worth, Miss Broadhurst selects from her lovers one who 'unites worth and wit,' and then she goes on to quote an old epigram of Mr. Edgeworth's on himself, which concluded with,'There's an Edge to his wit and there's worth in his heart.'
Mr. Edgeworth, who was as usual busy building church spires for himself and other people, abandoned his engineering for a time to criticise his daughter's story, and he advised that the conclusion of THE ABSENTEE should be a letter from Larry the postilion. 'He wrote one, she wrote another,' says Mrs. Edgeworth. 'He much preferred hers, which is the admirable finale of THE ABSENTEE.' And just about this time Lord Ross is applied to, to frank the Edgeworth manuscripts.
'I cannot by any form of words express how delighted I am that you are none of you angry with me,' writes modest Maria to her cousin, Miss Ruxton, 'and that my uncle and aunt are pleased with what they have read of THE ABSENTEE. I long to hear whether their favour continues to the end, and extends to th
Any commentary that describes Maria Edgeworth as "a few potatoes short of a bushel" cries out for rebuttal, compelling one to rise to the defence of this woman whose importance to Irish history and to the history of literature the reviewer seems unaware.
Maria Edgeworth's novels Castle Rackrent and The Absentee did much to "raise the consciousness" of the public to the plight of the tenant farmers in nineteenth-century Ireland. Her influence resounded in the political debate for decades afterward. In this regard, Edgeworth is no less important to Irish history than is Harriet Beecher Stowe to American history.
Wikipedia cites the scholarship of Kathryn J. Kirkpatrick as it notes that Edgeworth's Castle Rackrent "is often regarded as the first historical novel, the first regional novel in English, the first Anglo-Irish novel, the first Big House novel, and the first saga novel." Potatoes and bushels, indeed.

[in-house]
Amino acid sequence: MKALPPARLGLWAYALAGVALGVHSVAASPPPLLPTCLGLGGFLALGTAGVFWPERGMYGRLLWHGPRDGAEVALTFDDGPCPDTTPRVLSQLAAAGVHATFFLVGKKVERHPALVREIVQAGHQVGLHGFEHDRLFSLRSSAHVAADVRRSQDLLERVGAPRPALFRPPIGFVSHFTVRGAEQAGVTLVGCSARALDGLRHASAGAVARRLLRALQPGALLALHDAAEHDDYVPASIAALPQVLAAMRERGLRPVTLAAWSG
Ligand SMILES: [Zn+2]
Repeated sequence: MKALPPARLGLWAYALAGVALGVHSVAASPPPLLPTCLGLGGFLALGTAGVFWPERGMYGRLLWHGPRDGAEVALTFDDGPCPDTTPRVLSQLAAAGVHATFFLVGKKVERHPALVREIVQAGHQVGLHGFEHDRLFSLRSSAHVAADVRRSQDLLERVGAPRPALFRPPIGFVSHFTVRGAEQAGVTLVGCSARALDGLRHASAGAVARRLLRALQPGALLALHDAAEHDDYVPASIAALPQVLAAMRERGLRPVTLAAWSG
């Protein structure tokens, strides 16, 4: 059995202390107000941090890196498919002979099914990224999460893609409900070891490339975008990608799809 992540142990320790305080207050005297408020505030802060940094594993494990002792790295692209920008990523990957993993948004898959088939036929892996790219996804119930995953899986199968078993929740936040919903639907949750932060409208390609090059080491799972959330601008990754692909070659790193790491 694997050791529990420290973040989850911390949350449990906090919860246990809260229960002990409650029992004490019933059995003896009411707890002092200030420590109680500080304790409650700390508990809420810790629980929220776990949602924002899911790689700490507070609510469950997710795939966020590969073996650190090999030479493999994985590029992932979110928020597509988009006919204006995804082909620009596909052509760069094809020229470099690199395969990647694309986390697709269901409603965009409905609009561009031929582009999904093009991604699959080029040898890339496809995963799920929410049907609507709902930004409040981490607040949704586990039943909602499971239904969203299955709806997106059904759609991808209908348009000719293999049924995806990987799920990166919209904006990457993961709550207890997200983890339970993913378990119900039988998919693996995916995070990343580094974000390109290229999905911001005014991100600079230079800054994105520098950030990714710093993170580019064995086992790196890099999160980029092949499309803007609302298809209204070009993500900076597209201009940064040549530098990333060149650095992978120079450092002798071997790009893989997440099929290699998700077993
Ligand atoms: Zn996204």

In her novels, Edgeworth placed much of the blame for the condition of the tenants on what we can call "rule from afar:" that human tendency to slide into casual misrule when distant from those whose lives one controls. History abounds with examples.
If the political ideology we see in the review has blinded the reviewer to this essential lesson of The Absentee, then that ideology serves him ill indeed.
Lord and Lady Clonbrony are absentee Irish landowners, who live in London. Lady Clonbrony wants vary badly to be a respected member of London’s fashionable high society. She spends extravagant amounts of money hosting parties for their pleasure and puts forth her best English accent, yet they still look down upon her because… well, she’s Irish.
Meanwhile back in Ireland, Irish tenants suffer under greedy and unscrupulous agents who exploit them while their absentee masters are away in England, spending money foolishly, in order to be fashionable, yet they can’t be fashionable cause their Irish and so on, and so on.
So, sadly as a consequence, the peasants are left yearning for their masters to return, in order to be exploited directly thereby eliminating the middle men who profit unjustly.
But, who will stop this foolish cycle? -- Enter Lord Colambre, son of Lord and Lady Clonbrony, who departs for Ireland where he travels in disguise upon a quest to find his Irishness.
Well written, often humorous, somewhat satirical, but overly simplistic.
Edgeworth is humorous when she satirizes the vanity of English society. However, when she argues for the return of the gentry as the solution for Irish poverty?… she starts to sound like she may be a few potatoes short of a bushel.
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